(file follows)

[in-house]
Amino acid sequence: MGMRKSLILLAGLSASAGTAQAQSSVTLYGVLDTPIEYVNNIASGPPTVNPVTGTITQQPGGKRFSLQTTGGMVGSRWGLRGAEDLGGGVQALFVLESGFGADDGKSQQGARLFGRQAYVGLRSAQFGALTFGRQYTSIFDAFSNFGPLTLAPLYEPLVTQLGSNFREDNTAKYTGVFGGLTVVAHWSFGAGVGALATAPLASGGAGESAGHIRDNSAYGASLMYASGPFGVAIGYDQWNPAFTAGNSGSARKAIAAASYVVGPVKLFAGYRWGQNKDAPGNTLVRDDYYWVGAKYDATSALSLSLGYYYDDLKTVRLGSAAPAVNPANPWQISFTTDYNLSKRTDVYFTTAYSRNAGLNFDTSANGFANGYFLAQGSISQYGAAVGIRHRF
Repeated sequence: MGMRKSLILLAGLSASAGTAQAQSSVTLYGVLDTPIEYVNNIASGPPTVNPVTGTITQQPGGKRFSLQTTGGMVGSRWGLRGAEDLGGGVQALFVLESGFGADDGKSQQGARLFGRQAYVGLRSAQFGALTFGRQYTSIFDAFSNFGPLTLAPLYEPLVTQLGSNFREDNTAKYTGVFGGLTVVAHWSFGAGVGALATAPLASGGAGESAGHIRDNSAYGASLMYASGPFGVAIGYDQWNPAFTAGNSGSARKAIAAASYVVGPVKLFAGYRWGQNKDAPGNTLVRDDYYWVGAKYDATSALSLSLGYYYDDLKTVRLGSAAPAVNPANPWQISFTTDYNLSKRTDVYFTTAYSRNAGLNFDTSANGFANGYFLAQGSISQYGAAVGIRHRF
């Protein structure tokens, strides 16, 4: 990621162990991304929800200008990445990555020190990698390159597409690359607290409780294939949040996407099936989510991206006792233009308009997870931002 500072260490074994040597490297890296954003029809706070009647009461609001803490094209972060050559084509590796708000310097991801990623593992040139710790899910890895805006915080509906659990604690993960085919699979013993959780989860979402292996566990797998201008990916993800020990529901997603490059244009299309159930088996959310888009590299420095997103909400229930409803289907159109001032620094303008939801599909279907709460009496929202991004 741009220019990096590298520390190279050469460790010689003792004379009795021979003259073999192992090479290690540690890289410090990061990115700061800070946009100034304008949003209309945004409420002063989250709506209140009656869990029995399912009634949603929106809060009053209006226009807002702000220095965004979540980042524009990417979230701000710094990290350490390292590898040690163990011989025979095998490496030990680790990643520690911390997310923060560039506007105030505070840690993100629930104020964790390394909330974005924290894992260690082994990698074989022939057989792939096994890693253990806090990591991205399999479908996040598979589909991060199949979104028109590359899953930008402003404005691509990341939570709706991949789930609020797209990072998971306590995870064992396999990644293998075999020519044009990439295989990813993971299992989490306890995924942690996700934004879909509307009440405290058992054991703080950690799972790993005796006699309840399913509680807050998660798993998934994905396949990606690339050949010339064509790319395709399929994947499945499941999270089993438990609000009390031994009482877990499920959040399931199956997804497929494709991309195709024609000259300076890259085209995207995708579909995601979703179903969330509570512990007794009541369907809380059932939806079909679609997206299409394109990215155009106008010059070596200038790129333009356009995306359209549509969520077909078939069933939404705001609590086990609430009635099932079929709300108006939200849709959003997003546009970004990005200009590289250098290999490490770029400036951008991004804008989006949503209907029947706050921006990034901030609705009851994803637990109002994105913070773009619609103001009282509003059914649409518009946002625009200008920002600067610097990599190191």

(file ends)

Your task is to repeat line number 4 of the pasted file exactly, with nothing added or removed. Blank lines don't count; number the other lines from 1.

């Protein structure tokens, strides 16, 4: 990621162990991304929800200008990445990555020190990698390159597409690359607290409780294939949040996407099936989510991206006792233009308009997870931002 500072260490074994040597490297890296954003029809706070009647009461609001803490094209972060050559084509590796708000310097991801990623593992040139710790899910890895805006915080509906659990604690993960085919699979013993959780989860979402292996566990797998201008990916993800020990529901997603490059244009299309159930088996959310888009590299420095997103909400229930409803289907159109001032620094303008939801599909279907709460009496929202991004 741009220019990096590298520390190279050469460790010689003792004379009795021979003259073999192992090479290690540690890289410090990061990115700061800070946009100034304008949003209309945004409420002063989250709506209140009656869990029995399912009634949603929106809060009053209006226009807002702000220095965004979540980042524009990417979230701000710094990290350490390292590898040690163990011989025979095998490496030990680790990643520690911390997310923060560039506007105030505070840690993100629930104020964790390394909330974005924290894992260690082994990698074989022939057989792939096994890693253990806090990591991205399999479908996040598979589909991060199949979104028109590359899953930008402003404005691509990341939570709706991949789930609020797209990072998971306590995870064992396999990644293998075999020519044009990439295989990813993971299992989490306890995924942690996700934004879909509307009440405290058992054991703080950690799972790993005796006699309840399913509680807050998660798993998934994905396949990606690339050949010339064509790319395709399929994947499945499941999270089993438990609000009390031994009482877990499920959040399931199956997804497929494709991309195709024609000259300076890259085209995207995708579909995601979703179903969330509570512990007794009541369907809380059932939806079909679609997206299409394109990215155009106008010059070596200038790129333009356009995306359209549509969520077909078939069933939404705001609590086990609430009635099932079929709300108006939200849709959003997003546009970004990005200009590289250098290999490490770029400036951008991004804008989006949503209907029947706050921006990034901030609705009851994803637990109002994105913070773009619609103001009282509003059914649409518009946002625009200008920002600067610097990599190191």